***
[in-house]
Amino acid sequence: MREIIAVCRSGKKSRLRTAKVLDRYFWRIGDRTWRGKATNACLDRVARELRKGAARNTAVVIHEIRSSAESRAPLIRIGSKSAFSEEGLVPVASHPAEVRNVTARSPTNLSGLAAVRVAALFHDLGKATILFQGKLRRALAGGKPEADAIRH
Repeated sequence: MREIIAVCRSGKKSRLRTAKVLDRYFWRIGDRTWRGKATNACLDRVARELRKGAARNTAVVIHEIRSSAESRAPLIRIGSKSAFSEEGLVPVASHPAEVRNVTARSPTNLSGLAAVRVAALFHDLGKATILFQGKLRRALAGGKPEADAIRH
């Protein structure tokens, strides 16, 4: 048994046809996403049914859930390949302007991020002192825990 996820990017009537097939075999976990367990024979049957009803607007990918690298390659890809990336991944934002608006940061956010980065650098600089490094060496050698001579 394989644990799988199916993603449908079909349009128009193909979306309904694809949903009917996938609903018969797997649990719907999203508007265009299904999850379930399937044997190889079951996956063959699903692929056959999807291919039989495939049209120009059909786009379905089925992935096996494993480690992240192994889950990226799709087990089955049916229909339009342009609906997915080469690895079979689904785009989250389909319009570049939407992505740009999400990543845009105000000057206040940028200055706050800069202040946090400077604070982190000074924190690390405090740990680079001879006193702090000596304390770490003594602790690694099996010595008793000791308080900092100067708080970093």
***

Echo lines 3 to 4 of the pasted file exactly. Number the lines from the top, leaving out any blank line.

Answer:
Repeated sequence: MREIIAVCRSGKKSRLRTAKVLDRYFWRIGDRTWRGKATNACLDRVARELRKGAARNTAVVIHEIRSSAESRAPLIRIGSKSAFSEEGLVPVASHPAEVRNVTARSPTNLSGLAAVRVAALFHDLGKATILFQGKLRRALAGGKPEADAIRH
């Protein structure tokens, strides 16, 4: 048994046809996403049914859930390949302007991020002192825990 996820990017009537097939075999976990367990024979049957009803607007990918690298390659890809990336991944934002608006940061956010980065650098600089490094060496050698001579 394989644990799988199916993603449908079909349009128009193909979306309904694809949903009917996938609903018969797997649990719907999203508007265009299904999850379930399937044997190889079951996956063959699903692929056959999807291919039989495939049209120009059909786009379905089925992935096996494993480690992240192994889950990226799709087990089955049916229909339009342009609906997915080469690895079979689904785009989250389909319009570049939407992505740009999400990543845009105000000057206040940028200055706050800069202040946090400077604070982190000074924190690390405090740990680079001879006193702090000596304390770490003594602790690694099996010595008793000791308080900092100067708080970093």